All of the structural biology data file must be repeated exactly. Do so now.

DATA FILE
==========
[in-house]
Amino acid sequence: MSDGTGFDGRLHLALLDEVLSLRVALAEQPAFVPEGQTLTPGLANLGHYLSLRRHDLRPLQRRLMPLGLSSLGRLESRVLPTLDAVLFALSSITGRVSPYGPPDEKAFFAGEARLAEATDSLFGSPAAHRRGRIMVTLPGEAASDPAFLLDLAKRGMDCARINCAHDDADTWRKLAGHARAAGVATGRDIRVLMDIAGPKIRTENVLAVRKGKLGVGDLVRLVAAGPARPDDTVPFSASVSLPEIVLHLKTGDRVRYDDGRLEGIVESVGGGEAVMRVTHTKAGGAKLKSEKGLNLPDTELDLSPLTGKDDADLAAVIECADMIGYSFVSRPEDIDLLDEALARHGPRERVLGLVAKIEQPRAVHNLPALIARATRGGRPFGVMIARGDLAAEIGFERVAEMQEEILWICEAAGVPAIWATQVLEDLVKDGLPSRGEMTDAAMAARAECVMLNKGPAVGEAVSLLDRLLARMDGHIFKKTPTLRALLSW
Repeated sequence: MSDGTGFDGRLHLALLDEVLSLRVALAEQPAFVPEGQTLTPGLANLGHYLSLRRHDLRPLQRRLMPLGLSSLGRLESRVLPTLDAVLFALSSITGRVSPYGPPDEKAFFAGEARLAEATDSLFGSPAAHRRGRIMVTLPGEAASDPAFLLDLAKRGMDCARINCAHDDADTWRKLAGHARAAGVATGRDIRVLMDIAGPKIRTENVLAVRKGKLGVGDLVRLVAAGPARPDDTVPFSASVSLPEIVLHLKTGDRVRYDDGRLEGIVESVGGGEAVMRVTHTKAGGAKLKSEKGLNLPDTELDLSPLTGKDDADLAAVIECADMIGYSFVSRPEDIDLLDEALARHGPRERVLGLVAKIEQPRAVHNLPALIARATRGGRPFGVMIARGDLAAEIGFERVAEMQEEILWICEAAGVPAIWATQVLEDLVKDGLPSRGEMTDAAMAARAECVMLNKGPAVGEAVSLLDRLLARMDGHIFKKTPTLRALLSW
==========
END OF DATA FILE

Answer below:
[in-house]
Amino acid sequence: MSDGTGFDGRLHLALLDEVLSLRVALAEQPAFVPEGQTLTPGLANLGHYLSLRRHDLRPLQRRLMPLGLSSLGRLESRVLPTLDAVLFALSSITGRVSPYGPPDEKAFFAGEARLAEATDSLFGSPAAHRRGRIMVTLPGEAASDPAFLLDLAKRGMDCARINCAHDDADTWRKLAGHARAAGVATGRDIRVLMDIAGPKIRTENVLAVRKGKLGVGDLVRLVAAGPARPDDTVPFSASVSLPEIVLHLKTGDRVRYDDGRLEGIVESVGGGEAVMRVTHTKAGGAKLKSEKGLNLPDTELDLSPLTGKDDADLAAVIECADMIGYSFVSRPEDIDLLDEALARHGPRERVLGLVAKIEQPRAVHNLPALIARATRGGRPFGVMIARGDLAAEIGFERVAEMQEEILWICEAAGVPAIWATQVLEDLVKDGLPSRGEMTDAAMAARAECVMLNKGPAVGEAVSLLDRLLARMDGHIFKKTPTLRALLSW
Repeated sequence: MSDGTGFDGRLHLALLDEVLSLRVALAEQPAFVPEGQTLTPGLANLGHYLSLRRHDLRPLQRRLMPLGLSSLGRLESRVLPTLDAVLFALSSITGRVSPYGPPDEKAFFAGEARLAEATDSLFGSPAAHRRGRIMVTLPGEAASDPAFLLDLAKRGMDCARINCAHDDADTWRKLAGHARAAGVATGRDIRVLMDIAGPKIRTENVLAVRKGKLGVGDLVRLVAAGPARPDDTVPFSASVSLPEIVLHLKTGDRVRYDDGRLEGIVESVGGGEAVMRVTHTKAGGAKLKSEKGLNLPDTELDLSPLTGKDDADLAAVIECADMIGYSFVSRPEDIDLLDEALARHGPRERVLGLVAKIEQPRAVHNLPALIARATRGGRPFGVMIARGDLAAEIGFERVAEMQEEILWICEAAGVPAIWATQVLEDLVKDGLPSRGEMTDAAMAARAECVMLNKGPAVGEAVSLLDRLLARMDGHIFKKTPTLRALLSW